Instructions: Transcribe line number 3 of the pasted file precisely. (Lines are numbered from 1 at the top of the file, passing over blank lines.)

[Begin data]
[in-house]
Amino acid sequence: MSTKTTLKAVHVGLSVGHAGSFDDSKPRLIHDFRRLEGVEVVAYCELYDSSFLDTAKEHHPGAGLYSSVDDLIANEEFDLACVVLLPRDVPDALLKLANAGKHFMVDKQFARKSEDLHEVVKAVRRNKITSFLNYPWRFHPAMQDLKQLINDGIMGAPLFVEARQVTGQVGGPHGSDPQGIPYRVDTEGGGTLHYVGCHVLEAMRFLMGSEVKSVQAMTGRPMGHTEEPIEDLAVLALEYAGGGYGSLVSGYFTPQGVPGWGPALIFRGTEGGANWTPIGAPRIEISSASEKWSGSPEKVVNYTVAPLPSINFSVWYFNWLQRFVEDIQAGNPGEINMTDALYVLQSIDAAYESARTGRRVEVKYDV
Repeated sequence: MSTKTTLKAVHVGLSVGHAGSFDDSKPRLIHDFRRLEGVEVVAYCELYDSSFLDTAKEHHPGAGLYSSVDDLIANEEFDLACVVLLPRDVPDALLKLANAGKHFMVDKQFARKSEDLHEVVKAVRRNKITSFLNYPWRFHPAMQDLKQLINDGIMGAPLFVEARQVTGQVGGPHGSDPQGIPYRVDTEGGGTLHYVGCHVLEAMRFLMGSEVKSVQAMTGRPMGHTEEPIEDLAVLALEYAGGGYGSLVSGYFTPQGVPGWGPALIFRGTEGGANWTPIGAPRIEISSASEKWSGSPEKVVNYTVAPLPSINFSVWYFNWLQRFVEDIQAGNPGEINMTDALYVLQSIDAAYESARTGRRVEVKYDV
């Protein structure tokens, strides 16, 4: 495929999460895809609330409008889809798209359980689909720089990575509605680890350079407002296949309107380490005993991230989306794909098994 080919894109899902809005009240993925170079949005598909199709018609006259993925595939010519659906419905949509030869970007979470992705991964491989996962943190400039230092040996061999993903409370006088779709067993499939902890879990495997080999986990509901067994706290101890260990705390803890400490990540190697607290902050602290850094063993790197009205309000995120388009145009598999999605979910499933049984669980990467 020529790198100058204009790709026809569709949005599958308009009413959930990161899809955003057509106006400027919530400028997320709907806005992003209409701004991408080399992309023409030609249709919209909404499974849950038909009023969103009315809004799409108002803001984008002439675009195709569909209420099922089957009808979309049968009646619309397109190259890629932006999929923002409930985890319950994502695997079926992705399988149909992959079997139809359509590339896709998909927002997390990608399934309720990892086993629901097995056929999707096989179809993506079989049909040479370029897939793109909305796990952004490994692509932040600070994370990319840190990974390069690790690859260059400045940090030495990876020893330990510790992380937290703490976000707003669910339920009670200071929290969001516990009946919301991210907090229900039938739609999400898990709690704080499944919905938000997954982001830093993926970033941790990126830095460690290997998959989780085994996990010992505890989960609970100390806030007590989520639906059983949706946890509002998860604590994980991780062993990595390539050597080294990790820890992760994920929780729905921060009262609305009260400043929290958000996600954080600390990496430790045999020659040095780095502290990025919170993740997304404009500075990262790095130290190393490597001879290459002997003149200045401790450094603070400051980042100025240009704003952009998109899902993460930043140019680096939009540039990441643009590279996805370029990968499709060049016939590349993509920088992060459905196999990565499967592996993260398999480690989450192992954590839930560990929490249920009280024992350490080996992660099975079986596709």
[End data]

Repeated sequence: MSTKTTLKAVHVGLSVGHAGSFDDSKPRLIHDFRRLEGVEVVAYCELYDSSFLDTAKEHHPGAGLYSSVDDLIANEEFDLACVVLLPRDVPDALLKLANAGKHFMVDKQFARKSEDLHEVVKAVRRNKITSFLNYPWRFHPAMQDLKQLINDGIMGAPLFVEARQVTGQVGGPHGSDPQGIPYRVDTEGGGTLHYVGCHVLEAMRFLMGSEVKSVQAMTGRPMGHTEEPIEDLAVLALEYAGGGYGSLVSGYFTPQGVPGWGPALIFRGTEGGANWTPIGAPRIEISSASEKWSGSPEKVVNYTVAPLPSINFSVWYFNWLQRFVEDIQAGNPGEINMTDALYVLQSIDAAYESARTGRRVEVKYDV